Since 3GPP Release-10, fourth generation mobile communication systems with a large number of antennas have been used. These techniques are listed in RAN1 under the keyword full-dimension MIMO and are intended to solve the need for constantly increasing peak data rates in the radio cells. This is achieved by mechanisms of multi-user multiplexing, i.e. the simultaneous supply of a large number of users on the same time and frequency resources via the spatial dimension. In the fifth generation of the mobile communication standard, the number of active antenna elements is planned to increase significantly towards Massive MIMO, with the result that the data rates will be significantly higher than 1 GBit/s. Compared to the 4G standard, this requires substantial changes to ensure cost-efficient operation. Thus, multi-stage precoding methods need to be extended so that an extraordinarily large number of antenna elements can be divided into sub-antenna arrays. It is only within such a sub-antenna array that precoding weights will be coherently adapted in the future. In contrast, a phase control of different sub-antenna arrays can only be controlled or coordinated on a slow time basis . In future discussions, different antenna geometries will play an important role in meeting the heterogeneous requirements of the cellular system. This makes it possible, for example, to use so-called planar antenna arrays to form a large number of distinguishable beams in a predefined area [METIS]. In contrast, ( partial ) circular antenna arrays can ideally be used to illuminate a larger angular range evenly and at the same time achieve variable sectorization [One5G].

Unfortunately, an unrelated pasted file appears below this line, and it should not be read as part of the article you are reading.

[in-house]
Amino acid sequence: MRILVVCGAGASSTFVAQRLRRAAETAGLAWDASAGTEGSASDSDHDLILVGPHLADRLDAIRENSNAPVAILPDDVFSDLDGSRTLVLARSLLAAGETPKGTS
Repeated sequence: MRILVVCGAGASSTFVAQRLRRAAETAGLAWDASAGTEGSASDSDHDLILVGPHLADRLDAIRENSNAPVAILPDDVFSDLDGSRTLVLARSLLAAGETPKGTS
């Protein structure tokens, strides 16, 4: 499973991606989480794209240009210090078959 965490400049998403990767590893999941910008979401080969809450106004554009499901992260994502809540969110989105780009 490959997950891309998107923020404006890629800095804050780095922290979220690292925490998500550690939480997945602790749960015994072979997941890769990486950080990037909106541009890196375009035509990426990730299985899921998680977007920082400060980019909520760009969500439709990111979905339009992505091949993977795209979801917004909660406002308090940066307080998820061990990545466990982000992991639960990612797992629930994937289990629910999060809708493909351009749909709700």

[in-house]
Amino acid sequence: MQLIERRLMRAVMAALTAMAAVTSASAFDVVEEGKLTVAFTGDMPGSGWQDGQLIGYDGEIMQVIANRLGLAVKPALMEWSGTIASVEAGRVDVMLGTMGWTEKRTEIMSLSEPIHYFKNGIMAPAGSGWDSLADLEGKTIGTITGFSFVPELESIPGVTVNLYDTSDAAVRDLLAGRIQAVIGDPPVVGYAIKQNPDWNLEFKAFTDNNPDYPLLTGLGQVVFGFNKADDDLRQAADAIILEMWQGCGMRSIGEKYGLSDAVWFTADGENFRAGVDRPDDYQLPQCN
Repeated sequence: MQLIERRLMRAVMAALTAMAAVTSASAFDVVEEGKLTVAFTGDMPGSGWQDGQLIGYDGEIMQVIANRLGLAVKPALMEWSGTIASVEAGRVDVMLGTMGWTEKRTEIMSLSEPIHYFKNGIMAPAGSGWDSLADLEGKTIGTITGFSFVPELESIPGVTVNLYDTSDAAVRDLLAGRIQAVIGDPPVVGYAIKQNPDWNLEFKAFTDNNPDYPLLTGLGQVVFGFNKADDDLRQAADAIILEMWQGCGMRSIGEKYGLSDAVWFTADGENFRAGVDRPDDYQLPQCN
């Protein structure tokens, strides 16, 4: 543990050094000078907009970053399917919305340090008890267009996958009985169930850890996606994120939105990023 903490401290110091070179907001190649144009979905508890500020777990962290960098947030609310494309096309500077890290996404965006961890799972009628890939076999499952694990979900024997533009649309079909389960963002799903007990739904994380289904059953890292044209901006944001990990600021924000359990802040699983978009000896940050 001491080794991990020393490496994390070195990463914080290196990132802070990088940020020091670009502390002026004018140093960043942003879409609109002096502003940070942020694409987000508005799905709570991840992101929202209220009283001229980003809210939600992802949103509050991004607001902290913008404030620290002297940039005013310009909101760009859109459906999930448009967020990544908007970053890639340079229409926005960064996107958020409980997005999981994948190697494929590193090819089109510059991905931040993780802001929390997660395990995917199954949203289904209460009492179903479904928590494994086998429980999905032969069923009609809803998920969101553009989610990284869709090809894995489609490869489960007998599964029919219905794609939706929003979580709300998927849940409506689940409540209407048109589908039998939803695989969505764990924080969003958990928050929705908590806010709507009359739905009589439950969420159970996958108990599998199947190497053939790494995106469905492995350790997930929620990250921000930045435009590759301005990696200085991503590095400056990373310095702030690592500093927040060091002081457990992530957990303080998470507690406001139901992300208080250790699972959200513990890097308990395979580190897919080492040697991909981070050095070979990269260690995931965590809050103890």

Another application of Massive MIMO systems utilizes the precise spatial differentiation of radio signals. Thus, Massive MIMO systems can be used to improve the position detection of end devices, which are no longer necessarily represented by humans in the 5G standard. Precise position data acquisition is indispensable for all autonomous aircraft and vehicles. In typical cellular systems, position determination via mobile communications can thus be improved from a current accuracy of approx. 50 m to less than 1 m - without the use of so-called GNS systems (global navigation satellite system). The MIDRAS  project is investigating a new application of this potential for the spatial detection and targeted disruption of unauthorized civilian micro-drones using distributed Massive MIMO antenna systems.